Some of the year’s strongest ensembles were assembled by casting directors with long collaborative histories with particular A-list helmers.
Laray Mayfield met David Fincher on the very day she arrived in L.A., and “after 25 years he’s my dear friend,” through six features that range from “Fight Club” to the forthcoming “The Girl With the Dragon Tattoo.”
Ellen Lewis’ “unbelievably special relationship” with Martin Scorsese began with his segment of “New York Stories” and “GoodFellas” through 12 features, including this year’s “Hugo.”
It’s a classic chicken/egg situation. Did these teams become friends because they’ve worked together so often? Or have they collaborated so often as a result of the friendship?
“Um … you know, I think that … in our case … ah, gosh, it’s really hard to separate that out,” confesses a thoughtful Juliet Taylor with a halting delivery not dissimilar to that of her boss on more than 30 films to date, Woody Allen.
“We spend a huge amount of time talking on the phone, just shooting the breeze about stuff,” she says. “Yes, he’s really a good friend. But I do think that even though we’re gossiping about other stuff, the professional aspect runs really deep.”
For “Midnight in Paris,” she says, “we spent at least a month thinking of different casts and different age groups to make the story work, more than we had on any other picture.” At the same time, she and her team “did a huge amount of research” on the film’s 1920s historical figures, trying to match their actual ages and appearance. “It’s great if it’s exact, but it’s good sometimes to take a step out, so you have a little freedom to play with it.”
Deirdre Bowen says she and David Cronenberg, with whom she has worked on 10 films to date, “have actually grown together based on two things: an appreciation for really strong faces, and a really healthy respect for the script and what story is being told. We then find the right faces to be able to tell that story.”
A face likely to surprise viewers of “A Dangerous Method” is that of Viggo Mortensen as Sigmund Freud, in light of two earlier, violence-oriented turns with the helmer. But, she argues, “Freud is someone who will go out and do battle intellectually, and the character in ‘Eastern Promises’ will go out and do battle physically. There’s a common element there. We knew Freud needed to be a very vigorous performance in order for the script to live.”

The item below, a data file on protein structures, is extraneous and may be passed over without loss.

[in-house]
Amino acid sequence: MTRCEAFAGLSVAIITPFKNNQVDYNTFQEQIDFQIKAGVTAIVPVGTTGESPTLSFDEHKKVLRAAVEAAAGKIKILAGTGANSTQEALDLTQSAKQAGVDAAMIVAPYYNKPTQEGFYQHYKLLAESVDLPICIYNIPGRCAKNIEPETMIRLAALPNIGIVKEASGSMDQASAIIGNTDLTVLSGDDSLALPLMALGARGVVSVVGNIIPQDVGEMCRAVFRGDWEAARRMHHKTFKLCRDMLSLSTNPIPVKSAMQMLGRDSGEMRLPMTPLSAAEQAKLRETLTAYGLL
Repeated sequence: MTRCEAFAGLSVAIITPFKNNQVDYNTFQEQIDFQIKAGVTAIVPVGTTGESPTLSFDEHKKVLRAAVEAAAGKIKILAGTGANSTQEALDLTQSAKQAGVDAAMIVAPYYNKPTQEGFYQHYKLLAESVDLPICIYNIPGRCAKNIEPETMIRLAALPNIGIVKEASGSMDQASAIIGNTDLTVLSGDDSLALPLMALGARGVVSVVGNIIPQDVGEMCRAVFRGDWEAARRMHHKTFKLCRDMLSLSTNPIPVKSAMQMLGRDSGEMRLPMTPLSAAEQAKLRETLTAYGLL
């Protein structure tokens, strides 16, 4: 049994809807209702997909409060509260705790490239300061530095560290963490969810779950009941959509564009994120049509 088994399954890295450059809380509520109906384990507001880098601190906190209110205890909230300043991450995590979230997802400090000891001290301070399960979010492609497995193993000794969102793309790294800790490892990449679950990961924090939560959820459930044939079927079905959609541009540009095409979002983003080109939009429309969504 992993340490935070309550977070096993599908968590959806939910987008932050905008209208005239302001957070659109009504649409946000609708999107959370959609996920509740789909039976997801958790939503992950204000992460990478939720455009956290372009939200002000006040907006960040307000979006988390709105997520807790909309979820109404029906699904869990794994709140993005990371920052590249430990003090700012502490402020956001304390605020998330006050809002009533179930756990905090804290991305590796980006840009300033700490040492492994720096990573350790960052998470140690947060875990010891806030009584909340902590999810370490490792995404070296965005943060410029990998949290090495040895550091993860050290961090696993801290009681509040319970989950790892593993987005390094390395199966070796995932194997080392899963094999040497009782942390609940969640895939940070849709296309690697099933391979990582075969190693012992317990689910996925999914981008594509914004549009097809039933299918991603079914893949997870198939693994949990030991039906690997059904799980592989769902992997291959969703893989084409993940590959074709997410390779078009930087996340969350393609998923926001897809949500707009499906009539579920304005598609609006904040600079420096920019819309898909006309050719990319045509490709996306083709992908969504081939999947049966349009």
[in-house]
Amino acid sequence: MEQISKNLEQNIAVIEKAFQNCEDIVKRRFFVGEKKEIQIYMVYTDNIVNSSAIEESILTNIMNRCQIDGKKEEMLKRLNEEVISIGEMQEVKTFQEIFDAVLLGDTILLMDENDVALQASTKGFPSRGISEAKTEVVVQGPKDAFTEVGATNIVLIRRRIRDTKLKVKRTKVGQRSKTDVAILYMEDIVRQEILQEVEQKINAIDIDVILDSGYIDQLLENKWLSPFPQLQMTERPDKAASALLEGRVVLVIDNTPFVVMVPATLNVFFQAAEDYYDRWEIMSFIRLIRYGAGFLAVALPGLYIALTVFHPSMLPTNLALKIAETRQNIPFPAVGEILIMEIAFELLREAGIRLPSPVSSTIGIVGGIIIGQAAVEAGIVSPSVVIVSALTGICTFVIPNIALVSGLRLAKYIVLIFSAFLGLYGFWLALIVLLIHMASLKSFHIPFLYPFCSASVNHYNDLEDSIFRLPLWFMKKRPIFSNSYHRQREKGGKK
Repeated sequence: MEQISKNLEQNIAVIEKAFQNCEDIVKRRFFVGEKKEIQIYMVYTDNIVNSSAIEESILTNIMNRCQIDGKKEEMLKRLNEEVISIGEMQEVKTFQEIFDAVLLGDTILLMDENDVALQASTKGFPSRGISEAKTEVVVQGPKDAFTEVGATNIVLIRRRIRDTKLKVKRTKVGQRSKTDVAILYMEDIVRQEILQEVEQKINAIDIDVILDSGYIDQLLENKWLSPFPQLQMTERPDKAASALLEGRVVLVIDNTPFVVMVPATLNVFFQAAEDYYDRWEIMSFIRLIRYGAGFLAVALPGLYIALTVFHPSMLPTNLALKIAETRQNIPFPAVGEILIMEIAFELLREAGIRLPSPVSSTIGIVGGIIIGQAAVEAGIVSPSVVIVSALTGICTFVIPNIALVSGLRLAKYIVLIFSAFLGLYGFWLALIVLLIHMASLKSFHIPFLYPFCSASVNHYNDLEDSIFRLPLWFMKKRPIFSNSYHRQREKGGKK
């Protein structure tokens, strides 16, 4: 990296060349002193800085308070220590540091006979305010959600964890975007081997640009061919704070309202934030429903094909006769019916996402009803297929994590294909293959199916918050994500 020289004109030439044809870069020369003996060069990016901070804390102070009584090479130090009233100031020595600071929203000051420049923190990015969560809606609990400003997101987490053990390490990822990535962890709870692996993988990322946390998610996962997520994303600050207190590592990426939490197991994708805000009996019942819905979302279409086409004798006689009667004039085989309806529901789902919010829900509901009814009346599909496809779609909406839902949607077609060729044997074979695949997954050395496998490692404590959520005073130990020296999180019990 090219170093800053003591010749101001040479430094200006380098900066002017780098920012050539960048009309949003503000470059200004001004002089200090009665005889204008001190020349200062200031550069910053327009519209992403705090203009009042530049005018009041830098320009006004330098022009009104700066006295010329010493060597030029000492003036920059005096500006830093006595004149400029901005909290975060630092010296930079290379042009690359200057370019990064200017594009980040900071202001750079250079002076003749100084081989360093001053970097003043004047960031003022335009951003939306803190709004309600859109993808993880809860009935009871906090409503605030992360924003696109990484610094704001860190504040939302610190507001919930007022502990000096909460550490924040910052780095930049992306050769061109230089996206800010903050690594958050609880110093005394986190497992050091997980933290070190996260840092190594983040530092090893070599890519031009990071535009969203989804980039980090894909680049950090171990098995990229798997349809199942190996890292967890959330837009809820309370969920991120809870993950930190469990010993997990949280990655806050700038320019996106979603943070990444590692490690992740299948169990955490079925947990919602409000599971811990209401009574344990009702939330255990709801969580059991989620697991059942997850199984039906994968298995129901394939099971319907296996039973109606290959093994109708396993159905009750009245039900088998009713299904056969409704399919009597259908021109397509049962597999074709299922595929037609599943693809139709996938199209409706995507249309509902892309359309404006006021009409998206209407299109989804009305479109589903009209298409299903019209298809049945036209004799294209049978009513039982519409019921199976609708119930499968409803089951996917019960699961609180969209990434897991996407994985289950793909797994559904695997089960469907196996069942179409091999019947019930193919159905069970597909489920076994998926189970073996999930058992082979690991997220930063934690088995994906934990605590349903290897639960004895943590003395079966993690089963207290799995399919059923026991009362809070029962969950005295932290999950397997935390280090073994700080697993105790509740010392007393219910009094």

It doesn’t hurt a thesp, then, to share the filmmakers’ past. Lisbeth Salander, the eponymous “Girl With the Dragon Tattoo,” was a plum part for which Mayfield says “lots and lots of girls wanted to be considered.” But Rooney Mara was a known quantity to Fincher and Mayfield after “The Social Network.” “We could tell early on that she was going to be a strong contender” to portray “this teeny, tiny little girl who has this tremendous strength inside her.”
This year, U.K-based Fiona Weir racked up her fourth “Harry Potter” film (and fifth credit overall) with David Yates, and a third consecutive credit with Clint Eastwood on “J. Edgar.”
Weir knew “as a filmmaker, David’s taste is quite naturalistic, while the world of Harry is quite heightened. So it was exciting to bring in people like Peter Mullan and Helen McCrory, actors from a very different, natural background, and bring his taste into that world.”
As for Eastwood, she marvels at “his appreciation of what it costs actors in the casting process, let alone being put into the movie.”
“He often prefers to cast with actors who have read with me on tape, because if he’s in the same room with them it’s very clear they’re in the presence of a screen icon, and it makes the pressure even greater.”
(Icons evidently have their own ways of working. For years, Allen wouldn’t even read actors, Taylor says. “He’d meet them for a minute or two. They wouldn’t even sit down. He’d say ‘It’s really nice to meet you, thanks for coming in,’ and it would all be off whatever visceral reaction he had.”)
In the end, what solidifies the director/casting director relationship is a special kind of chemistry renewed with each successful endeavor. “I certainly enjoy the other filmmakers I work with,” says Mayfield, “but because David (Fincher) and I know each other so well and have a shorthand, there’s probably a more natural flow than it would be with people you don’t know as well.”
A marriage of minds and talents, like any marriage, will have its rocky moments. “I know Woody’s taste really well,” Taylor says, “and I almost always agree with it. If I think he’s making a big mistake, he really listens. He definitely won’t go with someone if I don’t think it’s a good idea — but if I think someone is a good idea and he doesn’t, he can be an immovable object, obviously.”
Weir similarly summarizes her work with Yates. “David and I might not start in the same place, but we always end up there.”
When the marriage works, it’s wonderful. “When I met Debi Mazar I felt she was perfect for the role of (wiseguy mistress) Sandy in ‘GoodFellas,’?” Lewis recalls. “Many times the casting process is about creating the vision of the director, and sometimes the director has something so specific in his mind that you’re really playing almost a guessing game with it.
“I remember how exciting it was that someone whom I felt was perfect for this role, he also felt was perfect. And you just pump your fist in the air, and you’re like, ‘That’s so great that this is what you had in mind. Because so did I!'”
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